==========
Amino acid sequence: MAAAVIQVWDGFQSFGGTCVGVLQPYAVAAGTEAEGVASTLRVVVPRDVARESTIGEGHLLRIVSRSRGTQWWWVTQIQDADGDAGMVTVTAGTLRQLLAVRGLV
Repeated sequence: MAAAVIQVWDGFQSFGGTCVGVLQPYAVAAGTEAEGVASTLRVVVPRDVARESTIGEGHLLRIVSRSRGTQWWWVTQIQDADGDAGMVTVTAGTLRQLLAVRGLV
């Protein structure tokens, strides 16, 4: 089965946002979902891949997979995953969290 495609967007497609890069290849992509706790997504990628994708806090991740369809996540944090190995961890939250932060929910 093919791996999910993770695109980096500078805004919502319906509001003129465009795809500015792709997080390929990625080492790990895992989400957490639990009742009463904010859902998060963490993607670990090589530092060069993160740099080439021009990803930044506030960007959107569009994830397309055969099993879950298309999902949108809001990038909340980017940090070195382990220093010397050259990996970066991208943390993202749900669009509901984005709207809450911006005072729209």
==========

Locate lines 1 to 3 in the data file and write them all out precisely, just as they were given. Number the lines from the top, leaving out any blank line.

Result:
Amino acid sequence: MAAAVIQVWDGFQSFGGTCVGVLQPYAVAAGTEAEGVASTLRVVVPRDVARESTIGEGHLLRIVSRSRGTQWWWVTQIQDADGDAGMVTVTAGTLRQLLAVRGLV
Repeated sequence: MAAAVIQVWDGFQSFGGTCVGVLQPYAVAAGTEAEGVASTLRVVVPRDVARESTIGEGHLLRIVSRSRGTQWWWVTQIQDADGDAGMVTVTAGTLRQLLAVRGLV
């Protein structure tokens, strides 16, 4: 089965946002979902891949997979995953969290 495609967007497609890069290849992509706790997504990628994708806090991740369809996540944090190995961890939250932060929910 093919791996999910993770695109980096500078805004919502319906509001003129465009795809500015792709997080390929990625080492790990895992989400957490639990009742009463904010859902998060963490993607670990090589530092060069993160740099080439021009990803930044506030960007959107569009994830397309055969099993879950298309999902949108809001990038909340980017940090070195382990220093010397050259990996970066991208943390993202749900669009509901984005709207809450911006005072729209």